D. Stephen Long is the Cary M. Maguire University Professor of Ethics at Southern Methodist University. In his recent piece at the religion and ethics website of the Australian Broadcasting Corporation, he makes the case that we should start calling Trump “antichrist.” Here is a taste:
Anyone who grew up in evangelical circles in the Midwest, as I did, will be well-aware of this kind of end-times theology. Hal Lindsey’s The Late Great Planet Earth was a staple in the movement, predicting how a clash between the United States and the Soviets would usher in Armageddon. When the Cold War ended, putting an end to his interpretation, Lindsey then speculated that the antichrist would create a one world government through a cataclysmic war. The antichrist will be smart, well-educated, and attractive, which means at least that one should be very wary of education. Films like A Thief in the Night (1972) and songs like Larry Norman’s “I Wish We’d All Been Ready” prompted evangelicals in the 1970s and 1980s to be ever vigilant against the threatening reign of the antichrist. How odd, then, that when one appears, they have lost the religious sensibility to recognise him.
Yet I think it appropriate that reasonable people of faith begin to refer to Trump as antichrist. I don’t come to that conclusion lightly. When Trump was elected, I regularly referred to him as the “Orange Vulgarian.” I still find that reference descriptively accurate, but a friend admonished me that calling the president names was not the best strategy to win over his supporters. Since many of those supporters are family, friends, college classmates, and others, I thought it best to refrain from such epithets and attempted to make reasonable arguments on behalf of a different kind of Christianity and politics than the one that gained ascendancy with Trump.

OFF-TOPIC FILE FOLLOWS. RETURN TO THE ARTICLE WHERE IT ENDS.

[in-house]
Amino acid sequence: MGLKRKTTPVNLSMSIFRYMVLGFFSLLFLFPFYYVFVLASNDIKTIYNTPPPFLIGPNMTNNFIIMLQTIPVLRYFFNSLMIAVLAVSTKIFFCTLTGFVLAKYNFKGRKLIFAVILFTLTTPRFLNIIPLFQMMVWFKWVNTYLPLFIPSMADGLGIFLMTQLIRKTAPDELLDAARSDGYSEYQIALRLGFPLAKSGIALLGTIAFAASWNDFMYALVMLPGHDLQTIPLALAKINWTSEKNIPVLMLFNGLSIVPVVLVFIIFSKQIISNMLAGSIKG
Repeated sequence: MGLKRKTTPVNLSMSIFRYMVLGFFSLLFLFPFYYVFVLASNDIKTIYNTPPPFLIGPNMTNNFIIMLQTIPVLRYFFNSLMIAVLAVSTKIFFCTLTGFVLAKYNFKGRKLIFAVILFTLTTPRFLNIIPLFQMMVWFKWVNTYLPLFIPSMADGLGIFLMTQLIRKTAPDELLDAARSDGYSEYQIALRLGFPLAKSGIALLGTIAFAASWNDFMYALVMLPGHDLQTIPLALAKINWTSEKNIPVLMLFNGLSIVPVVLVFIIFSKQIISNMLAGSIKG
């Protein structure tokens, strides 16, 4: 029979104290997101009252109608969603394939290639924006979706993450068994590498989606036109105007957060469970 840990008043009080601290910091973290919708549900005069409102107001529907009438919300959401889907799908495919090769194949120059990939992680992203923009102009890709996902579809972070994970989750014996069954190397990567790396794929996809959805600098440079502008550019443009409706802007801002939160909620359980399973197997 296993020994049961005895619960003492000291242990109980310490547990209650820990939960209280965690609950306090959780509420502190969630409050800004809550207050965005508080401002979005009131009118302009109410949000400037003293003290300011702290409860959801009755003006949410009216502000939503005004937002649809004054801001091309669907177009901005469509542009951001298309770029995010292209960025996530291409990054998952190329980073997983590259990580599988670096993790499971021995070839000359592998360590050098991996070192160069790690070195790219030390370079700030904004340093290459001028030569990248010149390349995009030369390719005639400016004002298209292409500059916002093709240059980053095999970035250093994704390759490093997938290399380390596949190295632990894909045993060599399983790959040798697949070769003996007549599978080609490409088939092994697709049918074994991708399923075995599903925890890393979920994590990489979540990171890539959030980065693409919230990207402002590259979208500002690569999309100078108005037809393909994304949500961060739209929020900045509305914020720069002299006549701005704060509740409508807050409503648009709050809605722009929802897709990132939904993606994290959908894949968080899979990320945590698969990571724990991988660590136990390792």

Recent events, however, have led me to conclude that such a strategy leads us nowhere, especially when it comes to the war Trump and his allies are waging on black America. The necessity to stand with black neighbours against the current injustices that repeat old patterns requires something different. The obvious contradiction between Trump and his administration’s response to white supremacists and to those protesting on behalf of black lives demonstrates a demonic force at work that must be named by all of us who at baptism pledged to resist sin, death, and the devil, “the spiritual forces of wickedness,” or “the evil powers of this world which corrupt and destroy the creatures of God.” It is time that we call Trump what he is, an antichrist, and pastors and faithful Christians must start doing so from their pulpits, Sunday School classes, bible studies, and whatever means are available.
Read the entire piece here.